Lessons in Empathy
Etch Empathy champions social understanding by making participants walk in the shoes of communities that need assistance.
BY DESIREE KOH
t all begins with 18 young adults and students grooving to the music of American pop icon Bruno Mars. But once they start getting comfortable with one another, their activities take an unexpected turn.
The participants are asked to dance while wearing suits designed to restrict movement. Other tasks they try to complete: Play a game of broken telephone with their ears covered by mufflers, and thread needles while donning blackout glasses.
These are all parts of a programme designed by Aaron Yeoh, director of Etch Empathy, to demonstrate to potential volunteers what the process of ageing feels like.
“Cultivating social awareness starts with stepping into the shoes of the people we’re helping, and ensures sustainable commitment to community service,” says Yeoh, who established Etch Empathy in 2013 to foster better understanding of vulnerable communities such as the visually impaired, elderly and needy.
The Singapore-based social enterprise designs programmes that highlight the social challenges faced by these communities.
“During simulations, you see participants get upset, frightened or even exhibit withdrawal symptoms, as they move out of their comfort zone to experience what the needy go through,” shares Yeoh.
The trained engineer is no stranger to adversity: His family suffered financial hardship when he was in primary school, causing them to be discriminated against by their own relatives. But what really motivated Yeoh to get involved in community service was witnessing the effects of poverty on people during the global financial crisis in 2009. His first major foray into volunteering involved helping to build sanitation systems in Cambodia. Then in 2013, after gaining experience in guiding youth volunteers, he set up Etch Empathy with the vision of a more humane society.
Despite his lack of formal training in social work, Yeoh embarked on Etch, driven by the determination to inspire social awareness in Singaporeans. What underlines his simulation exercises is the notion that innovation and leadership skills can be nurtured through failure. To bring authenticity to these sessions, Yeoh often hires facilitators who are visually impaired or come from the low-income bracket.
“ Cultivating social awareness starts with stepping into the shoes of the people weʼre helping, and ensures sustainable commitment to community service. ”
Aaron Yeoh, director of Etch Empathy
Being a one-man show, he naturally faced – and still struggles with – funding issues. But Yeoh is encouraged by data collected by the Singapore University of Technology and Design, which confirmed that his simulation exercises not only helped to build empathy in participants but also generated creativity in problem-solving.
But that’s just one piece of the puzzle. Recognising the limitations of being a singular social enterprise striving to “alleviate poverty, one family at a time”, Yeoh strongly believes in tri-sector partnerships that leverage all available resources and skill sets to achieve common goals.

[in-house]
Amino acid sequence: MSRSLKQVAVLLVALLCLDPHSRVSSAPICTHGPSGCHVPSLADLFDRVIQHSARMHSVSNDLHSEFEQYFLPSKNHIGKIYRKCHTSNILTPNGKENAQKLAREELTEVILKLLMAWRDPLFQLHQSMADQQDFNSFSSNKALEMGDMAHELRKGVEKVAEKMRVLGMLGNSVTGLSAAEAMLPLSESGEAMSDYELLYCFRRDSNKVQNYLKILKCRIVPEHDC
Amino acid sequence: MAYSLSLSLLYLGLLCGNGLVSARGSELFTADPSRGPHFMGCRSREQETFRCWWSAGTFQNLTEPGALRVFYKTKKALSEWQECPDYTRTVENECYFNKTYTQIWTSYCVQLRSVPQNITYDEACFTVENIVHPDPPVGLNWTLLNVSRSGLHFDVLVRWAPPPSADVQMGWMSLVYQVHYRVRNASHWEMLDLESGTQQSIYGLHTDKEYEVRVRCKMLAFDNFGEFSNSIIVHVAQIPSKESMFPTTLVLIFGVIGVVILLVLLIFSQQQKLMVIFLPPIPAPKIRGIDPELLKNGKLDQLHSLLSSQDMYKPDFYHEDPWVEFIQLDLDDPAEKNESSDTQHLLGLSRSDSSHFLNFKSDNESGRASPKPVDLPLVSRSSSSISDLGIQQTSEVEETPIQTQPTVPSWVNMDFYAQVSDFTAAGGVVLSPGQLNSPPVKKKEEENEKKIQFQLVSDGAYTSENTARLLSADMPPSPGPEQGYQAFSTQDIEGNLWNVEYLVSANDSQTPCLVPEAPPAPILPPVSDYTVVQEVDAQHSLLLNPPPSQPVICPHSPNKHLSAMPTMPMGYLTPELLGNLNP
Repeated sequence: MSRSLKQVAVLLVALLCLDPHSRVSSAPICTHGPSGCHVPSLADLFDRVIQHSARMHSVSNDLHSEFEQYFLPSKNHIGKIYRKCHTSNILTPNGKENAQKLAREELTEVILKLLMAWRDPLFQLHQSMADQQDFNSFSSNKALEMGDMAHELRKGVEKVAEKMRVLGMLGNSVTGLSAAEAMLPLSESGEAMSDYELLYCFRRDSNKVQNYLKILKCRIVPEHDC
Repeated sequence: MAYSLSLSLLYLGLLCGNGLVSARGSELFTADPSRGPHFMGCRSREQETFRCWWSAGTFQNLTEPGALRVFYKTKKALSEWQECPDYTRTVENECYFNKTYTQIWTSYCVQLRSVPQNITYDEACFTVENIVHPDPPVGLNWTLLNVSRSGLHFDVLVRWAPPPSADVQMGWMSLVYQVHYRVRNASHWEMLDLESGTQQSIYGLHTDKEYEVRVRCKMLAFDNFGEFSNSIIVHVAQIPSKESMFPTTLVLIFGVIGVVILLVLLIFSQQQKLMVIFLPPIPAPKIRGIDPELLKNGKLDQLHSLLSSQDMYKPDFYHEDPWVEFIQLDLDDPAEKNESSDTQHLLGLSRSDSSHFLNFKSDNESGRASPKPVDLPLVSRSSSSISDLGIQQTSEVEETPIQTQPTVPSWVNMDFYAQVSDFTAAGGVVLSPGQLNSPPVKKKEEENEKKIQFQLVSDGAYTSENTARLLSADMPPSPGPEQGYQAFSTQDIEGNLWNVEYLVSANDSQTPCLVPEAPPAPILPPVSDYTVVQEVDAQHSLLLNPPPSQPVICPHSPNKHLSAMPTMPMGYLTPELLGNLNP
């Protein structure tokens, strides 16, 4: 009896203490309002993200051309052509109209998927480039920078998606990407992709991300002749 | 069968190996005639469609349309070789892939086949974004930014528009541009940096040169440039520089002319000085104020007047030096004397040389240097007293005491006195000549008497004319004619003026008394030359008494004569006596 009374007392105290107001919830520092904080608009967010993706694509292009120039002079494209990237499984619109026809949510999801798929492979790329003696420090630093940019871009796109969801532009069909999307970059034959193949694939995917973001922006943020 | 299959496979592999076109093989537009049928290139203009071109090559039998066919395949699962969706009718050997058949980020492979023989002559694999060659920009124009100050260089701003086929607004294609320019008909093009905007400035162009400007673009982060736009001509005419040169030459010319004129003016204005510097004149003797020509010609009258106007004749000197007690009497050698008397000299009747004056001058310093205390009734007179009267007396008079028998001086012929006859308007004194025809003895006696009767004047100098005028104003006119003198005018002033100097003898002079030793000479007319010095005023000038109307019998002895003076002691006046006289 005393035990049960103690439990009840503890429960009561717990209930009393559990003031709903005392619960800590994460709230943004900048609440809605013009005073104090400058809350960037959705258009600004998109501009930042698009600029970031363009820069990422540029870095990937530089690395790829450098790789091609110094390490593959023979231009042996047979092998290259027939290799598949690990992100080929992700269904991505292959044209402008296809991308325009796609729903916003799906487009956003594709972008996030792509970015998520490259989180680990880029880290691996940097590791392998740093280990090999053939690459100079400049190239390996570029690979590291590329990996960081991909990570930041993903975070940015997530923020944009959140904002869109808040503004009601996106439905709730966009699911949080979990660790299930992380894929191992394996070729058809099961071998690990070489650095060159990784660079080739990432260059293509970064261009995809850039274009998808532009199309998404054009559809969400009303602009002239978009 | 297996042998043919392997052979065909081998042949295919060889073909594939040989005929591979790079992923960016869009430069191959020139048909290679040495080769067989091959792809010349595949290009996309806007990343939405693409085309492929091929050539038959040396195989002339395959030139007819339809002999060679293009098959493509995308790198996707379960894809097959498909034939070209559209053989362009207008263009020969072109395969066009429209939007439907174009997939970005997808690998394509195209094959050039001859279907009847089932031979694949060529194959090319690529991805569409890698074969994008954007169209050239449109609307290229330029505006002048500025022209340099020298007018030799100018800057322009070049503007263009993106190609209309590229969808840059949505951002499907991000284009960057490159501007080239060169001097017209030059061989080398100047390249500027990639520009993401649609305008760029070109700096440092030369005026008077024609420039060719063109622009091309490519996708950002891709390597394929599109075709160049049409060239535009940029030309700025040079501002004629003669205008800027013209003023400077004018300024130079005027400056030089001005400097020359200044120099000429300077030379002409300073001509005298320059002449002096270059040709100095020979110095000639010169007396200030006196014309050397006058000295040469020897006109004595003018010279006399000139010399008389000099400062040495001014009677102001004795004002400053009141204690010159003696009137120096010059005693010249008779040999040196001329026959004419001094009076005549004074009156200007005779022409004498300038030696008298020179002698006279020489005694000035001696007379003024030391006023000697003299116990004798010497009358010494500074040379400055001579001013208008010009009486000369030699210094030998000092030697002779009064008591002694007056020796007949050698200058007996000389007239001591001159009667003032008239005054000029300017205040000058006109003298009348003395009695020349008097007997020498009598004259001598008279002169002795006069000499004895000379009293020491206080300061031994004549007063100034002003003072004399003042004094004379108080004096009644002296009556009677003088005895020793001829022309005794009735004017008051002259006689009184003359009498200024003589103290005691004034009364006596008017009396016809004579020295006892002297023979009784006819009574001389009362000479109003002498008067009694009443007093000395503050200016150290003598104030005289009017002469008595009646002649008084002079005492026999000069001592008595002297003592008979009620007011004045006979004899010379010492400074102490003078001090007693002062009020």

From 2015 to 2017, Etch Empathy mentored volunteers from the Youth Corps Singapore, a non-profit organisation working in Vientiane, Laos.
Through its Project Shine-A-Light programme, 16 volunteers helped to enhance living and learning standards for students at Home of Light, a school for the visually impaired. Etch Empathy drew upon funding from the National Youth Council (NYC), while Lao Rehabilitation Foundation provided on-the-ground logistics.
“I chose to do this with Home of Light because I felt that the [problems of the] visually impaired are less well-known, compared to other groups,” says Wang Chiew Hui, one of the volunteers on the programme.
Through the two-year-long programme, the teams from Etch and Youth Corps kick-started and led a blind futsal programme – the first time these students were able to play a sport – and trained them in art and music. They also taught the students how to use laptops, and built a library housing books in braille.
Initially, the Home of Light executive director was skeptical of the Singaporean youths’ ability to take on projects outside their comfort zone. But by the end of their third visit to the school, however, Yeoh shares that he was sending the team off with tearful hugs.
“They reciprocated our language of love, spoken through the perseverance to succeed in the mission while learning new skills on the ground,” he shares.
“These overseas expeditions encapsulate how we leverage the strengths of each partner to complete our mission. There is a non-profit organisation with infrastructure and beneficiaries already in place, a grant-giving government statutory board, and Etch to train volunteers to prepare them for everything from overcoming cultural differences to executing contingency plans.”
Edmond Kwek, who manages NYC’s programmes and partnerships, says: “The youth are really thankful for Yeoh’s guidance, whose methods resonate with them. We’re open to these inventive ways of enabling our youth to serve with compassion.” Today, Yeoh has expanded his portfolio to include a position on the board of Cycling Without Age, a Singapore-based lifestyle movement that provides companionship – to lonely seniors and those facing mobility issues – via trishaw rides provided by volunteers. He also partners former Etch intern Olenka Lim to train the visually impaired in kitchen skills at Culina Fortitude, and runs the Singapore edition of The Human Library, a dialogue to challenge stereotypes and prejudices.
In the future, he hopes to establish a permanent home for Etch Empathy, where a larger number of programmes and simulation exercises can run concurrently. For now, Etch has left its mark on more than 3,000 participants, sowing the seeds of long-term commitment to community service.
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